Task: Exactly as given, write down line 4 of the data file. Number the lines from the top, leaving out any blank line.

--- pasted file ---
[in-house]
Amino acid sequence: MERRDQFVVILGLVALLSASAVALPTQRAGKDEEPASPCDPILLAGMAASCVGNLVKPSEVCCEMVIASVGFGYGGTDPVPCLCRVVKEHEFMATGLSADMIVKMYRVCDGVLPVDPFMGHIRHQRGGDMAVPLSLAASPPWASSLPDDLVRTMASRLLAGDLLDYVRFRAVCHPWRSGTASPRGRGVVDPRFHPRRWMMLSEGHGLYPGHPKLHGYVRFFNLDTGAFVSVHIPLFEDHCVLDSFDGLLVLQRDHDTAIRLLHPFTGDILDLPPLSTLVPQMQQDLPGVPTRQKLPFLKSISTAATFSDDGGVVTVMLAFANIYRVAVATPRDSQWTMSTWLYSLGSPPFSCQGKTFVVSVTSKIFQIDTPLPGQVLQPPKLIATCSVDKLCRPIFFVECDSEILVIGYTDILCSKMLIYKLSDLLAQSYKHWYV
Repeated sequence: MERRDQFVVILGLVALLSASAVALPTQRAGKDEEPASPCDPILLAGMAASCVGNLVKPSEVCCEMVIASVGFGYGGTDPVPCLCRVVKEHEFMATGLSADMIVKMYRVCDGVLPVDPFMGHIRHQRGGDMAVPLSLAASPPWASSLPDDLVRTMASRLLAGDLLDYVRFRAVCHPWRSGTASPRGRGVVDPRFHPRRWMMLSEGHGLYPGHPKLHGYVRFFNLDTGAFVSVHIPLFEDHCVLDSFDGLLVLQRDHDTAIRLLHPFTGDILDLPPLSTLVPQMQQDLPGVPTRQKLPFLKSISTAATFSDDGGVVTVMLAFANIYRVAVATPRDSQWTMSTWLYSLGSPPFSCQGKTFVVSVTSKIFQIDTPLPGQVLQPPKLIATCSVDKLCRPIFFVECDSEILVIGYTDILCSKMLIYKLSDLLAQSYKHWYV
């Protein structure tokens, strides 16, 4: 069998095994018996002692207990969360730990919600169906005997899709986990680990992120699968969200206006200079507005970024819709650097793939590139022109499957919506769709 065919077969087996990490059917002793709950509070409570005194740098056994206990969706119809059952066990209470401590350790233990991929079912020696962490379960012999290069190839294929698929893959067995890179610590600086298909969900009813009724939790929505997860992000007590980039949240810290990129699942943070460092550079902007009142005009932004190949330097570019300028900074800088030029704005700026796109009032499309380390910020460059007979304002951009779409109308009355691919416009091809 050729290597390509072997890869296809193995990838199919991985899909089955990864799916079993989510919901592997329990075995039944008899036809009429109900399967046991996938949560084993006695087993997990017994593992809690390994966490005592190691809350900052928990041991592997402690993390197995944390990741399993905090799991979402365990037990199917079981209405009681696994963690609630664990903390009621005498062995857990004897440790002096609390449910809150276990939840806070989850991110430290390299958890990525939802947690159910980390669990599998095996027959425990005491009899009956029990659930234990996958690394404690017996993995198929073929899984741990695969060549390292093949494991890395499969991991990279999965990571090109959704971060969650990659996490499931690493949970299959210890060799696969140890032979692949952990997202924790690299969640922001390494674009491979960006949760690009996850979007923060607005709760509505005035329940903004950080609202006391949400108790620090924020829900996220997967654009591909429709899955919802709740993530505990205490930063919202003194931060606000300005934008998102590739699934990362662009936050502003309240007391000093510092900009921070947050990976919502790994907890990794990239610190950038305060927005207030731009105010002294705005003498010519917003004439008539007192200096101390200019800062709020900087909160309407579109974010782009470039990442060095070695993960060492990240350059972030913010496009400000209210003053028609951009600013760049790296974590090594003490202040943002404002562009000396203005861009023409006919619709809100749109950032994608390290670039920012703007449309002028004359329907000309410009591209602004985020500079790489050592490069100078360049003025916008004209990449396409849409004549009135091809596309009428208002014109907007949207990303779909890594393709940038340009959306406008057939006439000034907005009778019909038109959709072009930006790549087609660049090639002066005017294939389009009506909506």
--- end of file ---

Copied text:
């Protein structure tokens, strides 16, 4: 069998095994018996002692207990969360730990919600169906005997899709986990680990992120699968969200206006200079507005970024819709650097793939590139022109499957919506769709 065919077969087996990490059917002793709950509070409570005194740098056994206990969706119809059952066990209470401590350790233990991929079912020696962490379960012999290069190839294929698929893959067995890179610590600086298909969900009813009724939790929505997860992000007590980039949240810290990129699942943070460092550079902007009142005009932004190949330097570019300028900074800088030029704005700026796109009032499309380390910020460059007979304002951009779409109308009355691919416009091809 050729290597390509072997890869296809193995990838199919991985899909089955990864799916079993989510919901592997329990075995039944008899036809009429109900399967046991996938949560084993006695087993997990017994593992809690390994966490005592190691809350900052928990041991592997402690993390197995944390990741399993905090799991979402365990037990199917079981209405009681696994963690609630664990903390009621005498062995857990004897440790002096609390449910809150276990939840806070989850991110430290390299958890990525939802947690159910980390669990599998095996027959425990005491009899009956029990659930234990996958690394404690017996993995198929073929899984741990695969060549390292093949494991890395499969991991990279999965990571090109959704971060969650990659996490499931690493949970299959210890060799696969140890032979692949952990997202924790690299969640922001390494674009491979960006949760690009996850979007923060607005709760509505005035329940903004950080609202006391949400108790620090924020829900996220997967654009591909429709899955919802709740993530505990205490930063919202003194931060606000300005934008998102590739699934990362662009936050502003309240007391000093510092900009921070947050990976919502790994907890990794990239610190950038305060927005207030731009105010002294705005003498010519917003004439008539007192200096101390200019800062709020900087909160309407579109974010782009470039990442060095070695993960060492990240350059972030913010496009400000209210003053028609951009600013760049790296974590090594003490202040943002404002562009000396203005861009023409006919619709809100749109950032994608390290670039920012703007449309002028004359329907000309410009591209602004985020500079790489050592490069100078360049003025916008004209990449396409849409004549009135091809596309009428208002014109907007949207990303779909890594393709940038340009959306406008057939006439000034907005009778019909038109959709072009930006790549087609660049090639002066005017294939389009009506909506």